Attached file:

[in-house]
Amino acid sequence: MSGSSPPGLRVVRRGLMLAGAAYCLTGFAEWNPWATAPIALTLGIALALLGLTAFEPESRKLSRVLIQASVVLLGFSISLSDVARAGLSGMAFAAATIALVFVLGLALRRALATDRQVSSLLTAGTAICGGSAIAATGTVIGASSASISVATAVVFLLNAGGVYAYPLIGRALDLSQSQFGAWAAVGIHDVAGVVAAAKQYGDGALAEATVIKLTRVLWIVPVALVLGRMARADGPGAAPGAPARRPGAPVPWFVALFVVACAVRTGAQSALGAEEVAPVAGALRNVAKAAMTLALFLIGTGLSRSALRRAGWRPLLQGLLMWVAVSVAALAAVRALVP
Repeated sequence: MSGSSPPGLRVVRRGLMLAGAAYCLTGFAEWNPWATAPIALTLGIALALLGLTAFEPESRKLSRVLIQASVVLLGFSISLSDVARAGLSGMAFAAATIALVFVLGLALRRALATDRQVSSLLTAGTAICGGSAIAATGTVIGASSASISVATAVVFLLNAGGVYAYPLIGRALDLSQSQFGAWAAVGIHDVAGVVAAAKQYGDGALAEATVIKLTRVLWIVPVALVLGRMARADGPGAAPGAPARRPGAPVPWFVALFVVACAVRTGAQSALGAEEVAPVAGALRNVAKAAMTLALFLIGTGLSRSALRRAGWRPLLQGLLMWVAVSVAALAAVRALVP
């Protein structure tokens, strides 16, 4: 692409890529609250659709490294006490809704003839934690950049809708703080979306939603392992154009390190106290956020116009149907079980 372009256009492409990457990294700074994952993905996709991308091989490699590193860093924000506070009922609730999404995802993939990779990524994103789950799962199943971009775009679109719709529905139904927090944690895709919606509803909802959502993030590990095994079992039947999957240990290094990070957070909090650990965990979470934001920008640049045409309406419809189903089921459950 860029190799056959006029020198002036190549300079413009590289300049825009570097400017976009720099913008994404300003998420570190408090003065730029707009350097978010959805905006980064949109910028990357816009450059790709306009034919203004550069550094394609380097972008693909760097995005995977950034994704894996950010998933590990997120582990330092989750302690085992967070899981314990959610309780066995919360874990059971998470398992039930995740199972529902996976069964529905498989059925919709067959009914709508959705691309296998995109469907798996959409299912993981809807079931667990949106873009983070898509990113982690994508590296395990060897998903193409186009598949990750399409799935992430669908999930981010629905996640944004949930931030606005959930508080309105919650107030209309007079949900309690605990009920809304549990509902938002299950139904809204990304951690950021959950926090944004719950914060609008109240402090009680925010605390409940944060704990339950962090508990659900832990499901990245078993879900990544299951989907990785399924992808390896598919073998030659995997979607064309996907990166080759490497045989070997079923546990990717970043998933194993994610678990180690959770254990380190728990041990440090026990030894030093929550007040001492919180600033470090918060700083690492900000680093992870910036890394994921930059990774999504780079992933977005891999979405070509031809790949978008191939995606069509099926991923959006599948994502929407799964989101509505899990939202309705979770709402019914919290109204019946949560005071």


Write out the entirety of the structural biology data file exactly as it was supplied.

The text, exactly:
[in-house]
Amino acid sequence: MSGSSPPGLRVVRRGLMLAGAAYCLTGFAEWNPWATAPIALTLGIALALLGLTAFEPESRKLSRVLIQASVVLLGFSISLSDVARAGLSGMAFAAATIALVFVLGLALRRALATDRQVSSLLTAGTAICGGSAIAATGTVIGASSASISVATAVVFLLNAGGVYAYPLIGRALDLSQSQFGAWAAVGIHDVAGVVAAAKQYGDGALAEATVIKLTRVLWIVPVALVLGRMARADGPGAAPGAPARRPGAPVPWFVALFVVACAVRTGAQSALGAEEVAPVAGALRNVAKAAMTLALFLIGTGLSRSALRRAGWRPLLQGLLMWVAVSVAALAAVRALVP
Repeated sequence: MSGSSPPGLRVVRRGLMLAGAAYCLTGFAEWNPWATAPIALTLGIALALLGLTAFEPESRKLSRVLIQASVVLLGFSISLSDVARAGLSGMAFAAATIALVFVLGLALRRALATDRQVSSLLTAGTAICGGSAIAATGTVIGASSASISVATAVVFLLNAGGVYAYPLIGRALDLSQSQFGAWAAVGIHDVAGVVAAAKQYGDGALAEATVIKLTRVLWIVPVALVLGRMARADGPGAAPGAPARRPGAPVPWFVALFVVACAVRTGAQSALGAEEVAPVAGALRNVAKAAMTLALFLIGTGLSRSALRRAGWRPLLQGLLMWVAVSVAALAAVRALVP
């Protein structure tokens, strides 16, 4: 692409890529609250659709490294006490809704003839934690950049809708703080979306939603392992154009390190106290956020116009149907079980 372009256009492409990457990294700074994952993905996709991308091989490699590193860093924000506070009922609730999404995802993939990779990524994103789950799962199943971009775009679109719709529905139904927090944690895709919606509803909802959502993030590990095994079992039947999957240990290094990070957070909090650990965990979470934001920008640049045409309406419809189903089921459950 860029190799056959006029020198002036190549300079413009590289300049825009570097400017976009720099913008994404300003998420570190408090003065730029707009350097978010959805905006980064949109910028990357816009450059790709306009034919203004550069550094394609380097972008693909760097995005995977950034994704894996950010998933590990997120582990330092989750302690085992967070899981314990959610309780066995919360874990059971998470398992039930995740199972529902996976069964529905498989059925919709067959009914709508959705691309296998995109469907798996959409299912993981809807079931667990949106873009983070898509990113982690994508590296395990060897998903193409186009598949990750399409799935992430669908999930981010629905996640944004949930931030606005959930508080309105919650107030209309007079949900309690605990009920809304549990509902938002299950139904809204990304951690950021959950926090944004719950914060609008109240402090009680925010605390409940944060704990339950962090508990659900832990499901990245078993879900990544299951989907990785399924992808390896598919073998030659995997979607064309996907990166080759490497045989070997079923546990990717970043998933194993994610678990180690959770254990380190728990041990440090026990030894030093929550007040001492919180600033470090918060700083690492900000680093992870910036890394994921930059990774999504780079992933977005891999979405070509031809790949978008191939995606069509099926991923959006599948994502929407799964989101509505899990939202309705979770709402019914919290109204019946949560005071």